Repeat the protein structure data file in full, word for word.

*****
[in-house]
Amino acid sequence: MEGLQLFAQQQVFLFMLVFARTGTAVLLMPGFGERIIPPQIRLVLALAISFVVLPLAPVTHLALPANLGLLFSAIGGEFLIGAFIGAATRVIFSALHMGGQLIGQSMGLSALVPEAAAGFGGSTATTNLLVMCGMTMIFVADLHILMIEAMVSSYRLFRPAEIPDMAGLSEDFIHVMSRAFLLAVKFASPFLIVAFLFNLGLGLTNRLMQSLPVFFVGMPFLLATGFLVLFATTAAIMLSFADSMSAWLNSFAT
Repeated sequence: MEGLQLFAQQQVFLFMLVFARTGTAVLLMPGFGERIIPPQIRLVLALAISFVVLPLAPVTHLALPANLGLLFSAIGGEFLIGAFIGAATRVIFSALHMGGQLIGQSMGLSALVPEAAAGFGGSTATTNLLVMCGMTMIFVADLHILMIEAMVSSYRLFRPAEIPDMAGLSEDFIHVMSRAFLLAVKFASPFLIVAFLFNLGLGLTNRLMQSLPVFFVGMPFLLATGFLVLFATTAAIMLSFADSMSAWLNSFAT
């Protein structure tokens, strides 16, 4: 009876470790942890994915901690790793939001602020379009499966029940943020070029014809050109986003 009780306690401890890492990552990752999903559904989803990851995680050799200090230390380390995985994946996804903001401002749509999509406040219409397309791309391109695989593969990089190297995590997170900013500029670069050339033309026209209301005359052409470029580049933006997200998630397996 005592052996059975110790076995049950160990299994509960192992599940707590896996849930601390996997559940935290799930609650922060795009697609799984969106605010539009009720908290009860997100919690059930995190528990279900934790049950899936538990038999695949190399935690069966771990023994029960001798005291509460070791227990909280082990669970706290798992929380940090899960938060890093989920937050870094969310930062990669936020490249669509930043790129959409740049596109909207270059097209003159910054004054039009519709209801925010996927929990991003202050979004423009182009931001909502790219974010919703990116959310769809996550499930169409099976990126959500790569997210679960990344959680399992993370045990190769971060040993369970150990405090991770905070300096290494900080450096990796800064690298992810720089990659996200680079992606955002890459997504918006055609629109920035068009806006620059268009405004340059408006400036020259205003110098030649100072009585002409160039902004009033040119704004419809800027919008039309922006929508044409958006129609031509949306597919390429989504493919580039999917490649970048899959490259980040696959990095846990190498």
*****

[in-house]
Amino acid sequence: MEGLQLFAQQQVFLFMLVFARTGTAVLLMPGFGERIIPPQIRLVLALAISFVVLPLAPVTHLALPANLGLLFSAIGGEFLIGAFIGAATRVIFSALHMGGQLIGQSMGLSALVPEAAAGFGGSTATTNLLVMCGMTMIFVADLHILMIEAMVSSYRLFRPAEIPDMAGLSEDFIHVMSRAFLLAVKFASPFLIVAFLFNLGLGLTNRLMQSLPVFFVGMPFLLATGFLVLFATTAAIMLSFADSMSAWLNSFAT
Repeated sequence: MEGLQLFAQQQVFLFMLVFARTGTAVLLMPGFGERIIPPQIRLVLALAISFVVLPLAPVTHLALPANLGLLFSAIGGEFLIGAFIGAATRVIFSALHMGGQLIGQSMGLSALVPEAAAGFGGSTATTNLLVMCGMTMIFVADLHILMIEAMVSSYRLFRPAEIPDMAGLSEDFIHVMSRAFLLAVKFASPFLIVAFLFNLGLGLTNRLMQSLPVFFVGMPFLLATGFLVLFATTAAIMLSFADSMSAWLNSFAT
């Protein structure tokens, strides 16, 4: 009876470790942890994915901690790793939001602020379009499966029940943020070029014809050109986003 009780306690401890890492990552990752999903559904989803990851995680050799200090230390380390995985994946996804903001401002749509999509406040219409397309791309391109695989593969990089190297995590997170900013500029670069050339033309026209209301005359052409470029580049933006997200998630397996 005592052996059975110790076995049950160990299994509960192992599940707590896996849930601390996997559940935290799930609650922060795009697609799984969106605010539009009720908290009860997100919690059930995190528990279900934790049950899936538990038999695949190399935690069966771990023994029960001798005291509460070791227990909280082990669970706290798992929380940090899960938060890093989920937050870094969310930062990669936020490249669509930043790129959409740049596109909207270059097209003159910054004054039009519709209801925010996927929990991003202050979004423009182009931001909502790219974010919703990116959310769809996550499930169409099976990126959500790569997210679960990344959680399992993370045990190769971060040993369970150990405090991770905070300096290494900080450096990796800064690298992810720089990659996200680079992606955002890459997504918006055609629109920035068009806006620059268009405004340059408006400036020259205003110098030649100072009585002409160039902004009033040119704004419809800027919008039309922006929508044409958006129609031509949306597919390429989504493919580039999917490649970048899959490259980040696959990095846990190498």